By Amanda Stringfellow @amanda_l_s
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Videographer / Director: Neeraj Upadhyay
Producer: Aamir Bashir, Malayanil, Chloe Browne
Editor: Sonia Estal
The 7ft 1in giant, known as the Great Khali, has returned to his roots by setting up a wrestling academy in a small village in Kaganiwal, India.
Born Dalip Singh, the 42-year-old left India in 2000 for stints in the US, Japan and Mexico.
But his big break came in 2006, when he became the first Indian pro wrestler to sign a contract with World Wrestling Entertainment (WWE) - becoming the world heavyweight champion the following year.
Khali starred in four Hollywood films and several TV series - but now has his sights set on passing on his gifts to his pupils.
Determined to mold the next generation of WWE wrestlers, Great Khali teaches 50 students - including two women - how to dominate on the mat.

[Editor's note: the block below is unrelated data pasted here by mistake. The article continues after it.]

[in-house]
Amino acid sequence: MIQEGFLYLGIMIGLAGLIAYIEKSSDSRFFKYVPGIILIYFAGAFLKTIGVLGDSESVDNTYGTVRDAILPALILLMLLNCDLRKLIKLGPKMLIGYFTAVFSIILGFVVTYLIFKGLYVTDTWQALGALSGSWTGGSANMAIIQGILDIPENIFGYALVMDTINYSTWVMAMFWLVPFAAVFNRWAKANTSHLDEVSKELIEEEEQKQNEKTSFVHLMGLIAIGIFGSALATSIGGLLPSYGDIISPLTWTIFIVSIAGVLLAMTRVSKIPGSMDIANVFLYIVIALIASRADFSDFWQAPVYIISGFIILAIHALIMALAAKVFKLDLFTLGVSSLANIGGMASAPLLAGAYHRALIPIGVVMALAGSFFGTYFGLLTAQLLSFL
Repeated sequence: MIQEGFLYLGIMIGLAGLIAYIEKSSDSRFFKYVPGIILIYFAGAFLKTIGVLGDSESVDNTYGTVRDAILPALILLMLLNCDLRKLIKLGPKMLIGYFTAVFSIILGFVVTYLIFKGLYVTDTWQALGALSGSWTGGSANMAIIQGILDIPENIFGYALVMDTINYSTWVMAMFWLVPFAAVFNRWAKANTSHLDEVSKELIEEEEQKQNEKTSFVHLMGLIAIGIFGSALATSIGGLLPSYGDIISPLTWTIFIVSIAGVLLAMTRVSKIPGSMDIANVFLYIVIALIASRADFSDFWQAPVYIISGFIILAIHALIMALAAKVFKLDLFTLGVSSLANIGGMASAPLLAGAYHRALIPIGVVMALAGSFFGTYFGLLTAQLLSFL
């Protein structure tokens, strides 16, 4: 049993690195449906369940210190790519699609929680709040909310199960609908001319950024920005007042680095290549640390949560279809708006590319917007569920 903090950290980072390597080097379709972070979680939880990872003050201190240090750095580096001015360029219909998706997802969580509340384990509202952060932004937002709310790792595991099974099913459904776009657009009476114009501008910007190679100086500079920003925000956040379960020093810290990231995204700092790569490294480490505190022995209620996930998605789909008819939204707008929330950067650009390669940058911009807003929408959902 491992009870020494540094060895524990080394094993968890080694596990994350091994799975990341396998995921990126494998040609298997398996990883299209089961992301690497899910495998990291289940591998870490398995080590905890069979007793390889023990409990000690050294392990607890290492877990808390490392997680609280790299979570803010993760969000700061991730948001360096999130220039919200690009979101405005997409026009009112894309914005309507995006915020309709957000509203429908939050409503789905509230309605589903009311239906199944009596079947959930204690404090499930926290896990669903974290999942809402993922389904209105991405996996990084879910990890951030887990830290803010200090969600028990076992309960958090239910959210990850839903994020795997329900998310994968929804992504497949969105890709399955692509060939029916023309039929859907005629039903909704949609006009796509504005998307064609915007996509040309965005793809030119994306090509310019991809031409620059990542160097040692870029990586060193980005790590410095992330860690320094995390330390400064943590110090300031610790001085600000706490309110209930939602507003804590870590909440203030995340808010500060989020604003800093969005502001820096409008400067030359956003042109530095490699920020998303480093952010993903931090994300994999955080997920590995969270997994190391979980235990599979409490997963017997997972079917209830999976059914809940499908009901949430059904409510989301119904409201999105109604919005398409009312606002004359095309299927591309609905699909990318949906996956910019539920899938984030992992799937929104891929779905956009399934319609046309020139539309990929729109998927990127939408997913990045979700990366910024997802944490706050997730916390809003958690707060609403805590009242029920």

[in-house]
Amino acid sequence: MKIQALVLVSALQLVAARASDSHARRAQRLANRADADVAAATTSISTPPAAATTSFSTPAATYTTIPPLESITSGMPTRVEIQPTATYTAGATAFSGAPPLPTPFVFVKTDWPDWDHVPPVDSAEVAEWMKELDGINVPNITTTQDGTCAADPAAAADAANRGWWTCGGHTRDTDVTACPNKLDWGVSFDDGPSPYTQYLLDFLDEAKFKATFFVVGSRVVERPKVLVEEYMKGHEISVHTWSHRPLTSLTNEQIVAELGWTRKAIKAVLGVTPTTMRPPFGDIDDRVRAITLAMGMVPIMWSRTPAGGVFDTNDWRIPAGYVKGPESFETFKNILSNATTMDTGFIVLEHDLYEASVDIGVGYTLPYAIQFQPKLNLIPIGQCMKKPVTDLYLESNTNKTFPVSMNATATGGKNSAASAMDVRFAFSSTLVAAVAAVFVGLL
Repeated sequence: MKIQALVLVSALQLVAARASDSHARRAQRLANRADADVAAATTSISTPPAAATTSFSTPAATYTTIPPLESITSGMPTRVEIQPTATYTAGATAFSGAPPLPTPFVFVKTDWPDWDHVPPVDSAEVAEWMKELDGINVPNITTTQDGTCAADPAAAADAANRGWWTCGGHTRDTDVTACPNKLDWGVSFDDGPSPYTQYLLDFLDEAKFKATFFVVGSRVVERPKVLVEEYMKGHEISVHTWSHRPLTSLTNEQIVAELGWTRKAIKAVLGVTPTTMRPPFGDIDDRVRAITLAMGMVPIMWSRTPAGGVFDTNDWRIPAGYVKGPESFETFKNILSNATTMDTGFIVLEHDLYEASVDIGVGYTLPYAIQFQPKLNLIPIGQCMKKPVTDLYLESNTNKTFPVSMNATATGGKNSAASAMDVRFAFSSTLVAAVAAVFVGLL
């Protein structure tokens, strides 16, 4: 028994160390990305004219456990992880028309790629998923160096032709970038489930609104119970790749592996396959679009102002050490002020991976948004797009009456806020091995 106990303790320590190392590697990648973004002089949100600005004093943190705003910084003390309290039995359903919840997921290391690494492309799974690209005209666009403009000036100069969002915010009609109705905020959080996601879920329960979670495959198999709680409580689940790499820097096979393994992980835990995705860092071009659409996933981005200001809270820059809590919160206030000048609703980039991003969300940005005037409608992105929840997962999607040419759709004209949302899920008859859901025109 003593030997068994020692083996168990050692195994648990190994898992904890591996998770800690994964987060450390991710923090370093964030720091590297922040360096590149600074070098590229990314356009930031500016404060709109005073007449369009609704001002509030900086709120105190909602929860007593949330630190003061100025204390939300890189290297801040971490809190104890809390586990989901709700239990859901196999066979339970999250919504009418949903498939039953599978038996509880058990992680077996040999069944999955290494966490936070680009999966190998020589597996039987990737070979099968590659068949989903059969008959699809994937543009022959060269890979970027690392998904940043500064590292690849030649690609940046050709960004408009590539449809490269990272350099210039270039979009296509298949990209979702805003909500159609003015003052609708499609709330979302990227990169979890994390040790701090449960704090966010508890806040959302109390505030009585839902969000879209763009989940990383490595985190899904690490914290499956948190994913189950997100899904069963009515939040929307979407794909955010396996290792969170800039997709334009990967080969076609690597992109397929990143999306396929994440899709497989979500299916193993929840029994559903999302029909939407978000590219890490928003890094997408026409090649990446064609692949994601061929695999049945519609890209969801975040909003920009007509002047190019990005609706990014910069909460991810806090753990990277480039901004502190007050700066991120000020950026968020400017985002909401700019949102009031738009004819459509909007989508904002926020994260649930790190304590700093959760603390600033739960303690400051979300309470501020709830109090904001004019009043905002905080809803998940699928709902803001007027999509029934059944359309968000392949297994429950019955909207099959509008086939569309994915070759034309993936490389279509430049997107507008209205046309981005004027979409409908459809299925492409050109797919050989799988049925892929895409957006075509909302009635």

He hopes to send three wrestlers from his gym, in Kaganiwal village in Punjab's Jalandhar district, to the WWE each year.
Khali, whose overwhelming physique led to his Hollywood appearances, charges his students fees of £150 per month to train the aspiring wrestlers.
And the former star has a tough attitude towards his prospective students.
He said: “WWE is a very tough game, not easy. But if someone has understood the game, it’s possible to be a great success.
“If you like it, you can stay, but if you can’t manage, then you should leave."
One of Khali’s students, Rita Rani, is hoping to forge a career as a female WWE wrestler.
She said: “Now that Sir Khali is here, it’s good news.
“He is the godfather of India, he has opened up an academy and is helping out girls.
“He has so much respect for women.”
Three of his students have already made it to WWE, earning annual contracts of over two million US dollars.
“There’s demand for this everywhere. India is a massive market in this field. Indian wrestlers are sought after,” he said.
“I want to do something for my own country. I want to share the knowledge I have.
“I want to make thousands of Khalis.”